Surveying Meets Scanning
Conventional surveying, high-definition laser scanning used to as-built survey a challenging specialized five-story oil vessel
Dale Stockstill & Associates (DS&A), a leading provider of surveying, mapping and laser scanning services on the Gulf Coast, had to come up with some way to provide as-built dimensional control for a five-story accommodation module and helipad — a vessel that serves as living quarters for oil workers and features amenities including kitchen and dining facilities, locker rooms, a hospital and a library. With the help of laser scanning, DS&A pulled it off.
QCI Marine Offshore, Pascagoula, Mississippi., tasked DS&A with the difficult project. Determining whether or not such a vessel was constructed according to specified 3D design tolerances was challenging, due to the flexural forces of the steel, malleability of the steel under welding and the difficulty of access. Also, crews were installing walls, air-conditioning ducts, piping and cable trays while the as-built surveying was to occur, and the sheer size of the structure made surveying difficult.
Determining whether or not such a vessel was constructed according to specified three-dimensional design tolerances was challenging, due to the flexural forces of the steel, malleability of the steel under welding and the difficulty of access.
Helipad scanning came first
The first phase of the project was scanning the recently completed helipad. After carefully choosing and tying in his scan positions, the crew chief of DS&A’s scanning crew performed the necessary scans using the GLS-1000. After the scans were registered, DS&A’s technicians provided 2D control drawings to QCI in addition to introducing the client to color mapping, which provides a visualization of design deviations. QCI provided DS&A with a 3D model of the helipad. This model was inserted into DS&A’s PolyWorks software along with the registered point cloud. A best fit between the cloud and model was obtained and the resulting deviations were depicted in a color map.
Next, DS&A provided a precise 3D dimensional survey of the five-story steel vessel. The difficulty of the survey was compounded by extremely high-tolerance specifications for some of the required items. DS&A used a laser plummet on the total station to establish four control points that were to start on the top deck and extend downward through all of the decks to the pavement beneath the structure. With the help of QCI Marine employees, the four points were positioned to avoid hitting critical components on the way down. Once finalized, the crew chief set up either the total station or the scanner on the top deck and a hole was drilled in the deck, allowing the laser plummet beam to pass through to the deck below. This procedure was repeated, with a crew member setting a PK nail at each position, until the beam hit the pavement under the structure. A closed traverse loop was run around these four points and was later adjusted and balanced out using standard survey procedures.
The crew then used its Topcon digital level to establish precise vertical control for each control point on all decks. Starting at a previously established benchmark, the crew alternated between standard and inverted level rod shots. The standard rod was used to obtain the instrument HI (height of instrument) and the inverted rod was used on the overhead deck. After obtaining the precise elevation of the overhead deck, the survey crew chief would add 6 mm (the thickness of the deck), move to the next level and repeat the procedure.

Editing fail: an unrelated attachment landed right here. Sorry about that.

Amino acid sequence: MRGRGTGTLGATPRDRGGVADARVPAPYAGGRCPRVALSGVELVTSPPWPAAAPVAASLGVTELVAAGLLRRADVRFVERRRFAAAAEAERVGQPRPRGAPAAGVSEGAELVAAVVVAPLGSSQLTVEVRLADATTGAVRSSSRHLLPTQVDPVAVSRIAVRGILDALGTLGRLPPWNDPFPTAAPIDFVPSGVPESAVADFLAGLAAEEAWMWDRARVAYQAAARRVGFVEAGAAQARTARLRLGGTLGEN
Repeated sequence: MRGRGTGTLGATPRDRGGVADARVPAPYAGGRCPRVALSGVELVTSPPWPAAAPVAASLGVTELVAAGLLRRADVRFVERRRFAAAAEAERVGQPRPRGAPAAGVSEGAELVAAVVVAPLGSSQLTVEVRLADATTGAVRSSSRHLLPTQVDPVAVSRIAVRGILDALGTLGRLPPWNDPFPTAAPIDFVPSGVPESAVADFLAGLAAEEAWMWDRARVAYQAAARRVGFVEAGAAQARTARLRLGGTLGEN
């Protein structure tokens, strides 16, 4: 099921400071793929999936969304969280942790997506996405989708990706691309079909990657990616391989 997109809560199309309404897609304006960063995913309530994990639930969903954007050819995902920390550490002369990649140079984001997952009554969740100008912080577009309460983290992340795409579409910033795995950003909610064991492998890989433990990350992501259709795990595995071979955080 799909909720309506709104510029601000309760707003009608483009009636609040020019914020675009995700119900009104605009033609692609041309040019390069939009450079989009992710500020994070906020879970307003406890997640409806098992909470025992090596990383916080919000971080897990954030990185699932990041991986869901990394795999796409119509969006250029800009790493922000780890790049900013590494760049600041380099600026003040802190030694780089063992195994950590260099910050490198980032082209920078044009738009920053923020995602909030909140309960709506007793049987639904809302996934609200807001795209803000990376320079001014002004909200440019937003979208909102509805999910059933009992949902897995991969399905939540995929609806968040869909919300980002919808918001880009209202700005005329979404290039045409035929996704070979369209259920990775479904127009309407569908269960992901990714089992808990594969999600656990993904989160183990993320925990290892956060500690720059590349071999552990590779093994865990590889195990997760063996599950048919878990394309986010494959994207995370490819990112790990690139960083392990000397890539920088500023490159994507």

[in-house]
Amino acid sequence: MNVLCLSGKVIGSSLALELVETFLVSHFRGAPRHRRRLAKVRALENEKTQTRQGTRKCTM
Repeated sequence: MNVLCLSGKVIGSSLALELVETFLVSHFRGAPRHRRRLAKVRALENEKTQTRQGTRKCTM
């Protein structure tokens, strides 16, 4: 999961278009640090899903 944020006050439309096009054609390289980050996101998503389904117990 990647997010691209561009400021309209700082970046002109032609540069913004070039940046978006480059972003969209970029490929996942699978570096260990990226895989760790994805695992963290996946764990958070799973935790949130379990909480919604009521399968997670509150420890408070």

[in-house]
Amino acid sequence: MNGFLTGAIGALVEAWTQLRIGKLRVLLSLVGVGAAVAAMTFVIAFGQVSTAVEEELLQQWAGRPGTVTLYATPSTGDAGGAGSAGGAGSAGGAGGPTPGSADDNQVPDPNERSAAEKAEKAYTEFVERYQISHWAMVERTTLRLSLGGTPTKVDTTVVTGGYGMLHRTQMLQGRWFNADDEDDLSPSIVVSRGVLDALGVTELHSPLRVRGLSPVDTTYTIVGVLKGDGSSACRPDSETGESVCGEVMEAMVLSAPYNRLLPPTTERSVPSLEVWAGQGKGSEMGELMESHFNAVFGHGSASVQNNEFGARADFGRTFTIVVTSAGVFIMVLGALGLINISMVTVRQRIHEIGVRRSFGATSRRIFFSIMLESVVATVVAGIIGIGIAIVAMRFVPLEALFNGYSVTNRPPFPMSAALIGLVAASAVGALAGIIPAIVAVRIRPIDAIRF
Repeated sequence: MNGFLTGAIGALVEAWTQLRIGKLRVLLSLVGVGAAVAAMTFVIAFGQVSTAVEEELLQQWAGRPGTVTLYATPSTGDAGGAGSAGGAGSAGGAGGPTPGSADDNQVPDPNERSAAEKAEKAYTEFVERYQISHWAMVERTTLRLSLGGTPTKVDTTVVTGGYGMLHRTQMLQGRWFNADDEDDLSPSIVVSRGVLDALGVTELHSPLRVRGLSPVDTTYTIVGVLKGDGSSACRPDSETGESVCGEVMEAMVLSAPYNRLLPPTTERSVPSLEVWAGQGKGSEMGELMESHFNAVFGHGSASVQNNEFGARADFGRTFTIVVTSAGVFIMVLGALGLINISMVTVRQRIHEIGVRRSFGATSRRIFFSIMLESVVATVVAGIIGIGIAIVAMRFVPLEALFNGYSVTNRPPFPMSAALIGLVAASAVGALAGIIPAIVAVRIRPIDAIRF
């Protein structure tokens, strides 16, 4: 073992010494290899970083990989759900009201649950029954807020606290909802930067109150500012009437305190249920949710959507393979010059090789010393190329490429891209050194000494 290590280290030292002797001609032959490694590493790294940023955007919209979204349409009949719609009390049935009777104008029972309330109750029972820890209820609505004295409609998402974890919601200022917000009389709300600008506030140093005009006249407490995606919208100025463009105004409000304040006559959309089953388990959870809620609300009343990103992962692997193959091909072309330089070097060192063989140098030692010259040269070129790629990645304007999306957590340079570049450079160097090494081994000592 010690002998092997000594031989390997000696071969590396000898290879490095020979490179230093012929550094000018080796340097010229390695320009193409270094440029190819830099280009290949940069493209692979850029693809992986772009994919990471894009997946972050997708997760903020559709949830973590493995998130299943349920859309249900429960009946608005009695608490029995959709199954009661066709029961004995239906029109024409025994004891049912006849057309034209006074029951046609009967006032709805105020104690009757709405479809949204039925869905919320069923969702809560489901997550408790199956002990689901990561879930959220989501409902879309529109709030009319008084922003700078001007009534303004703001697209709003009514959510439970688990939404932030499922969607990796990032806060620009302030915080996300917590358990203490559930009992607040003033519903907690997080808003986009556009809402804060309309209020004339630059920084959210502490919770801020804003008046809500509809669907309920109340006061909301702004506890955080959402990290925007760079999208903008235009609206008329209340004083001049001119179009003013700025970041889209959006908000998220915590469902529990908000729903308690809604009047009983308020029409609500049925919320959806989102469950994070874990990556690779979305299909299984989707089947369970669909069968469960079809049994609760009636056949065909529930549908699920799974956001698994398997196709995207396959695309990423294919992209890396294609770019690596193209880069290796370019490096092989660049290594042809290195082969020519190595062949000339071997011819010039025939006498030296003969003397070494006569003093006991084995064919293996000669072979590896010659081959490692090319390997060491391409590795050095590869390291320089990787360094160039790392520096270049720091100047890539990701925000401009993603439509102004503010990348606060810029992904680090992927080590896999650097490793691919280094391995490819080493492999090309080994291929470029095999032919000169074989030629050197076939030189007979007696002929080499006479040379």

This procedure was repeated for all four control points until the crew reached the top deck. Setting up on each deck level required the crew to communicate by radio. The crew member on the ground below guided the instrument operator as he positioned the total station, making sure that the laser plummet was precisely over the PK nail on the ground. Once the control was established, precise measurements were taken on specific beams, frames and bulkheads using DS&A’s total station, laser scanner and even a certified tape measure.
Starting at the closed control loop under the structure, the crew set “flypoints” for scan positions out in the shipyard. The structure was scanned on all four sides and top and the clouds registered in Topcon ScanMaster software. To determine the global control measurements, the point cloud for the structure had to be reduced to a precisely measured box that could be measured on each side for length, width and squareness. A ScanMaster routine provided a “best-fit plane” along each side of the cloud. These planes were intersected to establish the corners of the box. Deck heights were confirmed and checked from welds and plates visible on the scans. The ends of beams located from tape placed on the bulkhead prior to the scan were checked against those located inside using the total station and a tape measure.
Bulkhead wall images provided
The last deliverable provided to the client was color maps of the bulkhead walls, which showed the amount of “hogging and sagging” in the bulkheads. The client provided DS&A with its 3D model of the structure and DS&A broke the model into the individual components that were to be color mapped. The model of a given section and the cloud were placed together in PolyWorks, a color scale was chosen and comparisons were made. Along with PDFs of the color mapping, the client was also provided with the cloud and model data to view in a PolyWorks viewer.
The color map that DS&A presented to QCI revealed a color-coded picture of the structure represented by different colors for each specified measurement range. According to QCI, the color-coding was greatly beneficial because that allowed QCI to define the deviations to a structural engineering firm to analyze the as-built structure in a global structural analysis in order to certify the integrity of the accommodation module.